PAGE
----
Most contemporary political commentary and international relations theory deals with the “great powers.” Of course, any explanation of international conflict and cooperation must address the activities, goals, and motivations of the superpower(s) and great powers, big states like the U.S., China, and Germany. But it’s also important to remember the role of so-called “middle powers” and small states in shaping global events. It’s certainly true that they lack the kind of military might and economic influence wielded by their larger neighbors, but they nonetheless play non-trivial roles in influencing the international system. In many ways, this post is a kind of mea culpa, as I have mostly ignored the role of smaller states in my thinking of international politics. But after a conversation with Alan Tidwell, director of the Center for Australian, New Zealand and Pacific Studies at Georgetown’s SFS, I am far more appreciative of the interesting and unique research questions they pose. There will undoubtedly be more posts on this topic during the course of the semester, but I wanted to share a few quick thoughts.
First, it is far from clear to me that IR theory has adequate definitions for what constitutes a superpower, great power, middle power, small state, and microstate, though all of these designations are treated like official terms of art by many scholars. Obviously some countries quite closely correspond to the ideal types: the United States is a superpower, China is a great power, Australia and Brazil are regional or middle powers, etc. But what about Italy? It has a smaller population and weaker economy than Germany, but it has far greater naval and power projection capabilities. Is it a great power like Germany or merely a regional/middle power like South Korea? Social scientific classifications and definitions are frequently a tad vague and squishy by necessity, but it seems to me like this particular area of IR is undertheorized and could use a more thorough and rigorous set of standards for classifying states.
Second, even if scholars were to create a more appropriate and rigorous classification system, we would still have to contend with the fact that many of these labels are relative. New Zealand is, from an American perspective, clearly a small state. It’s in the middle of nowhere, has a tiny population of around 4.5 million, and is hardly a military heavyweight (its entire active military is composed of just 11,500 personnel). Yet, for many South Pacific nations, New Zealand is a major regional power that assists them in everything from economic aid to disaster relief to greater representation in international fora like the United Nations. It’s understandable that citizens of powerful, influential countries tend to downplay the importance and leverage of these smaller states. But within their regions, many of these alleged lightweights actually command a significant amount of respect and thus acquire surprisingly large amounts of influence.
Third, smaller states have to be more creative and smart with their foreign policies because they lack the kind of resources and power commanded by their larger neighbors. But this is exactly why non-great powers are so interesting to study. Consider nuclear weapons, for example. Most theoretical models argue that security is the core reason great powers seek to acquire nukes. By possessing the ultimate deterrent, these bigger states are able to greatly reduce the risk of military invasion by making the cost of war too high. This motive also applies to smaller states of course, but there are a number of other potential motivations that are unique to non-great powers. For instance, many scholars contend that North Korea seeks nukes not only to ensure regime survival but also to garner attention and prestige on the international stage. Let’s face it, North Korea is a backward state barely worth anyone’s attention… before they started saber-rattling with nukes, that is. Great powers don’t have this problem because, well, they are “great.” But smaller states do, and that leads to a whole new set of research questions.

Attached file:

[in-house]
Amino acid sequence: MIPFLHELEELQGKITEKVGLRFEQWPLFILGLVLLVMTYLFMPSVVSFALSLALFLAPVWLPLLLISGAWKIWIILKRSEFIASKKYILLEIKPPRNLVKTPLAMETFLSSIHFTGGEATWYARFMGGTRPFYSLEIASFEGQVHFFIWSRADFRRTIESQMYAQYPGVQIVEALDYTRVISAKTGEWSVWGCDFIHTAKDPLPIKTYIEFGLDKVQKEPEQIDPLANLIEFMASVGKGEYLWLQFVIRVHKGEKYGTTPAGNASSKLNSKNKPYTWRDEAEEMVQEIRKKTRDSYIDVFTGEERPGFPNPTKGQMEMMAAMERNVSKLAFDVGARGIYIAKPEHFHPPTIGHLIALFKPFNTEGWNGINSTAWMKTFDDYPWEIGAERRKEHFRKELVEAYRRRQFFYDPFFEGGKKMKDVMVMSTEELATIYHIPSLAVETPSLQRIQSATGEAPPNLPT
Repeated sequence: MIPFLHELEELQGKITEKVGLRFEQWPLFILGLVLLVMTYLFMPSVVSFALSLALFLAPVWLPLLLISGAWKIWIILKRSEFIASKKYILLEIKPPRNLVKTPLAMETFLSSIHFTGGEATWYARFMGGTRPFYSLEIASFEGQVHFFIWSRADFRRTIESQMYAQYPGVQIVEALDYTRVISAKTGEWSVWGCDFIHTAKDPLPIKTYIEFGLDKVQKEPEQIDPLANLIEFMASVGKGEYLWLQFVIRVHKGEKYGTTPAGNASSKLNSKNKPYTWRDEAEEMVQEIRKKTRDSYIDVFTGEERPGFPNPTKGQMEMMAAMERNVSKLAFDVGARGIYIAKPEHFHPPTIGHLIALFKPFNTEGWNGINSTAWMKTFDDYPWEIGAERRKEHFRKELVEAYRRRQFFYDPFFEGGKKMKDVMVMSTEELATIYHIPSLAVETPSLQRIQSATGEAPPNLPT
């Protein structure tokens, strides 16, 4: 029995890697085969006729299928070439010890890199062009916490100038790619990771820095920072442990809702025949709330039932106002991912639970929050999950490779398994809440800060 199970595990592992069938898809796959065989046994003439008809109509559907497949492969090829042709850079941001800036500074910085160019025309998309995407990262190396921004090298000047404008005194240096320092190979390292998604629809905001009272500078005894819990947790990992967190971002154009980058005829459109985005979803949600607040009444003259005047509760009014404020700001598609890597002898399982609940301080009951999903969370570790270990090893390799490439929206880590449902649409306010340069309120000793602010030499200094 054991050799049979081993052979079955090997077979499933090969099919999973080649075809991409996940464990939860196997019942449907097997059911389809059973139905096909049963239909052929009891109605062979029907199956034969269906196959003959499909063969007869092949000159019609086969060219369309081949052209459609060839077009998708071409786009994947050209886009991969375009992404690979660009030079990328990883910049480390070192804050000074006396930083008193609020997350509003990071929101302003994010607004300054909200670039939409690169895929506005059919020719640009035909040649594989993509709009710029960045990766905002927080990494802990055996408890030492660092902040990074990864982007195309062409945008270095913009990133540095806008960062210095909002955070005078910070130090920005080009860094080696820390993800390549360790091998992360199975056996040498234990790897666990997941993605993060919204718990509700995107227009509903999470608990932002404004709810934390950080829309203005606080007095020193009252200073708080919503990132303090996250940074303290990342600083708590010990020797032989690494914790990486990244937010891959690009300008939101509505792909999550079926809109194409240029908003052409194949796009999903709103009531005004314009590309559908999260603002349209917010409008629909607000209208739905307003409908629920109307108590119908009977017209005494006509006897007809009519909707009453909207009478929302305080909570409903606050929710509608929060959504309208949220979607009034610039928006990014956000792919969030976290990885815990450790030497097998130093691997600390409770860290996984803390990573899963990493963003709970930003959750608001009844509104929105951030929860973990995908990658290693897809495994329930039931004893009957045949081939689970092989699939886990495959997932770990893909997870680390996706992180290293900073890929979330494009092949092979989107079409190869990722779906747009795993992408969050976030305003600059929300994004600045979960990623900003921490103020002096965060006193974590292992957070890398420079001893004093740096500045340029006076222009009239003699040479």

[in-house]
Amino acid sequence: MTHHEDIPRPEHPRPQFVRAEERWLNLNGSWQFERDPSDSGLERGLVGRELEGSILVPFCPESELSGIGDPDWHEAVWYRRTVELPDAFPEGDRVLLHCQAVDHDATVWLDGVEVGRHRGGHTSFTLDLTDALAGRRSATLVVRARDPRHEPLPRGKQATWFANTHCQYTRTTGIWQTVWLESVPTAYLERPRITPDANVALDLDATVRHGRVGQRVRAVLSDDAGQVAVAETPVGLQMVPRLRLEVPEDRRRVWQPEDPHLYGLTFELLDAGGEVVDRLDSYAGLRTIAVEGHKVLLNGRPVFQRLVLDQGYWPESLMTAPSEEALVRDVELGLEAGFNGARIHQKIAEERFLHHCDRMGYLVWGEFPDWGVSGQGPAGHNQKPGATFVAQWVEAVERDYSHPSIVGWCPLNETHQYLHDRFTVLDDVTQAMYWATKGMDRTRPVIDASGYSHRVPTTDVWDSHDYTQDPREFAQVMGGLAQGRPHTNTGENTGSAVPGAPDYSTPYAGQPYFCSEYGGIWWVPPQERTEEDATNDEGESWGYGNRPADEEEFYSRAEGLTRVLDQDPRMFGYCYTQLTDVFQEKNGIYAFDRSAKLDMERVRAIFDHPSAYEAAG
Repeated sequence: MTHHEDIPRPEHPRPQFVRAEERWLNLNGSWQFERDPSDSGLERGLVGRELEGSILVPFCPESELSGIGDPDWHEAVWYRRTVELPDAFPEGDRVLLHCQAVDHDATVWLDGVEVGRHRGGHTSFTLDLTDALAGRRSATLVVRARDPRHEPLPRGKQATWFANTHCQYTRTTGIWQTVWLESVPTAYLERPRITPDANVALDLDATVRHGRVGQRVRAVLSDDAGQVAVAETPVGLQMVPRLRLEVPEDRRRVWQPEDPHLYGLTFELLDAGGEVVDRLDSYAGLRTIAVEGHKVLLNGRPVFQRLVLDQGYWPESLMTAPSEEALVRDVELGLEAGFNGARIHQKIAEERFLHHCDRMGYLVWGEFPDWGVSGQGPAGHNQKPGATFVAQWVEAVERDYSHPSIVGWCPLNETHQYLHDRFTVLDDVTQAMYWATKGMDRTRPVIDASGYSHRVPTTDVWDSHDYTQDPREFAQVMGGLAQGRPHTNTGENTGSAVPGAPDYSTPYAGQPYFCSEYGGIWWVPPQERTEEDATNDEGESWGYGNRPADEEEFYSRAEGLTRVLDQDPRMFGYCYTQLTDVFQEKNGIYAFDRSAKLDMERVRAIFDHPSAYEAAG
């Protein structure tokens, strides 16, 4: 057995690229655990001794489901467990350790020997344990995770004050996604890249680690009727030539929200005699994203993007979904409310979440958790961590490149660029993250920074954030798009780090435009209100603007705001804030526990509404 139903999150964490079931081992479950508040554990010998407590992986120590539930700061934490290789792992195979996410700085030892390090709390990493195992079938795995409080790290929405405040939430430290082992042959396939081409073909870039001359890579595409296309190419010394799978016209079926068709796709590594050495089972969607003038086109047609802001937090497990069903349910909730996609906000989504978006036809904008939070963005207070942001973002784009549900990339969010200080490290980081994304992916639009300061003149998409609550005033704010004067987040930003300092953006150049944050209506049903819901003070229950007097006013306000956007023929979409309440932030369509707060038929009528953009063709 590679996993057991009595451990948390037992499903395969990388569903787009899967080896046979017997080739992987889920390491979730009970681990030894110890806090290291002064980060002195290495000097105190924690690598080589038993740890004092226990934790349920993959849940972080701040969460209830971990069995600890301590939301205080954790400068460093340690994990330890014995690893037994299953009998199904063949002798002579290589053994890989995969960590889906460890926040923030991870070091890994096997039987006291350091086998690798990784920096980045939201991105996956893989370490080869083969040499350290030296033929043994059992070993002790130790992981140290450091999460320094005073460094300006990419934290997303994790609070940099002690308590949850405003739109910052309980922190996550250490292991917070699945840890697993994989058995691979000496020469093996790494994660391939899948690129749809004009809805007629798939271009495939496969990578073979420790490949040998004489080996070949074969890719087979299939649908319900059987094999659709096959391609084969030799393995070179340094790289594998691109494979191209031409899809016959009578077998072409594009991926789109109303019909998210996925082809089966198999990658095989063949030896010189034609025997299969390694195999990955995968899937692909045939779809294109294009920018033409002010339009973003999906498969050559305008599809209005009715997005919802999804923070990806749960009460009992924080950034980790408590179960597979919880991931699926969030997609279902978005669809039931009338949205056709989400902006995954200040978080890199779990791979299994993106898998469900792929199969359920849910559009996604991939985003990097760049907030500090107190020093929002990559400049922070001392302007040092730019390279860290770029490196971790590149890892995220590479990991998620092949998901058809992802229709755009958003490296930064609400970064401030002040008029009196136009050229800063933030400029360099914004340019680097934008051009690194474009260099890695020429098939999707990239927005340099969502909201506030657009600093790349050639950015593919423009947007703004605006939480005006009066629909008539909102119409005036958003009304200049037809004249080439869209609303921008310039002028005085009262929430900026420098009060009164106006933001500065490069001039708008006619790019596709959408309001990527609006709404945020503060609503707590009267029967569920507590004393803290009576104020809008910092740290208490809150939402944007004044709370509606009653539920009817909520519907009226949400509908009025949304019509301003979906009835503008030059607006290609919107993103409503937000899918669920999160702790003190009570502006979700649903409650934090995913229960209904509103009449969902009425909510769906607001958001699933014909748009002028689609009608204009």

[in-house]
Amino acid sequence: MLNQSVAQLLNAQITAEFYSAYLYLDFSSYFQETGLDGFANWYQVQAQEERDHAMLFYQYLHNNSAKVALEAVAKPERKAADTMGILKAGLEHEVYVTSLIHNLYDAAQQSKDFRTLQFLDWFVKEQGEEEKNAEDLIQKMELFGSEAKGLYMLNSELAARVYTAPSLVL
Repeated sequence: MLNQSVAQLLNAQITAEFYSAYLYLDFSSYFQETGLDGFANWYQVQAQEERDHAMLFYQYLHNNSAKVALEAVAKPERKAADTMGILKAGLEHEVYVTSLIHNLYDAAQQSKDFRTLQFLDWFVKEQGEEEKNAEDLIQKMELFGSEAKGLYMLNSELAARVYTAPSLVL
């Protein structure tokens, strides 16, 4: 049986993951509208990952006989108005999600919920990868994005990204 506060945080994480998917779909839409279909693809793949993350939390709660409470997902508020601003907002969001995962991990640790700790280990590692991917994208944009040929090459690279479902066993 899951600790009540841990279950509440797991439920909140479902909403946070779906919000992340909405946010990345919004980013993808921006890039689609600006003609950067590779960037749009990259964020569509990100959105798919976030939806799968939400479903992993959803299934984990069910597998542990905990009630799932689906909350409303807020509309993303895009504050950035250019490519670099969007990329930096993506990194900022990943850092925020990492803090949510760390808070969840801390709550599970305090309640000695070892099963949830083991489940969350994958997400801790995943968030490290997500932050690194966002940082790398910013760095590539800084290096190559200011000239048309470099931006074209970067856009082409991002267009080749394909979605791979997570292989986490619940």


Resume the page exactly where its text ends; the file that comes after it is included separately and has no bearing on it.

Another example is Norway, the “Viking Peacemaker.” During the Sri Lankan Civil War, Norway was one of the countries that most forcefully worked toward conflict resolution. Indeed, Norway had far more assets deployed to Sri Lanka than just about any other state (including the U.S.). This was partly out of humanitarian concern but also out of a desire to stay relevant on the international scene. And their strategy worked, as Condoleezza Rice insisted on personally meeting with the Norwegian foreign minister whenever he was in D.C. because she wanted updates on the civil war. It’s almost impossible for a foreign minister from a country that isn’t China or a core American ally to meet with the U.S. Secretary of State, so this represented a major coup for the Norwegians. And while Sri Lanka was certainly discussed, so was the salmon trade (a major element of the Norwegian economy). I find this kind of issue linkage absolutely fascinating because it explains so much seemingly bizarre small country behavior and is often understudied.
To conclude, just because a state is “weak” according to conventional metrics of power doesn’t mean it is irrelevant to international politics or uninteresting from an academic perspective. In many ways, these weaker states offer some of the most interesting and unique research opportunities, and they probably deserve a lot more attention than they have gotten.